However, I live in a society where people tend to talk about love through very limited and specific contexts. If I say love, people often think about romance and passion first. If it is not the love of a partner or spouse, they think about love within a family context like the relationship between a parent and child, between siblings, or between a person and any number of people in their extended family.
The other day, I tried to find an old post of mine on Facebook in which I mentioned MLK. I didn’t find what I was seeking, but I found another instead. Strangely enough, this post does not mention Martin Luther King, Jr., MLK, or any variation of his name, but the powers of Facebook pulled it up for me anyway. This is a post from November 10, 2016.
If you’ve kept up with my blog in the past few months, you know I’ve been juggling many thoughts, emotions, and decisions related to these events:
Being diagnosed with breast cancer as a young adult
Going through breast cancer treatment during the COVID-19 pandemic
Mainly, I’ve been sharing what my diagnosis and what this pandemic mean for my current life. The truth is I don’t have complete clarity at this moment, but I can tell you what I am learning from this process of discernment.
My past posts haven’t talked explicitly about community care—specifically community care for yourself.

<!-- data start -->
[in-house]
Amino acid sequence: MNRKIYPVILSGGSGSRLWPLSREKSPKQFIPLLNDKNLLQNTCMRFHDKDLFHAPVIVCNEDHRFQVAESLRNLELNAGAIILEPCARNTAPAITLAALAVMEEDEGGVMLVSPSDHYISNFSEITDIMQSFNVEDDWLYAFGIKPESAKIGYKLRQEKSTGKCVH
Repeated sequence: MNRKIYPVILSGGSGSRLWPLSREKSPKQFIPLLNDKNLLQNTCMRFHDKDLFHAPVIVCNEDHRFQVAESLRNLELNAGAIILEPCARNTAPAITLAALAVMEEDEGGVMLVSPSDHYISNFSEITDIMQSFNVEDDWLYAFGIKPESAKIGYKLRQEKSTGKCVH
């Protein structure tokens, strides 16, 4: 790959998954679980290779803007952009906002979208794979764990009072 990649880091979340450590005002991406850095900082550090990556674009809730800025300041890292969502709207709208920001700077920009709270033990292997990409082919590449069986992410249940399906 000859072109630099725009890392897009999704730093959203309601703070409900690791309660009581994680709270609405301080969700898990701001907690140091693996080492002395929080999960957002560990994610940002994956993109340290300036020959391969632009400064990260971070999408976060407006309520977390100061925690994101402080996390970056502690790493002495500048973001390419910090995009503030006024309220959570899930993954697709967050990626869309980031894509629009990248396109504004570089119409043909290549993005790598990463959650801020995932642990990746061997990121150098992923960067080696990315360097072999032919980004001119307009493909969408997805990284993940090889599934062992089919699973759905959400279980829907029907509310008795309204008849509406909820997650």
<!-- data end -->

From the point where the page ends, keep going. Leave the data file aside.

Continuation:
In the Mashable article Self-care isn’t enough. We need community care to thrive., Heather Dockray states, “Unlike self-care, community care does not place the onus of compassion on a single individual … Community care involves more than one person. It can include two, three, or possibly hundreds of people. You can practice community care in your personal offline life or even in digital spaces.”
After reading the Babe article, I had separate text conversations with a couple girlfriends who were as disappointed as I was by the news. Even if this incident may not qualify as sexual assault for legal purposes, it sounds like there could have been stronger communication and more respect shown in their sexual encounter. Since #MeToo has become ubiquitous in American culture, we keep hearing how men in Hollywood, media, and other industries have been predators and creeps to women.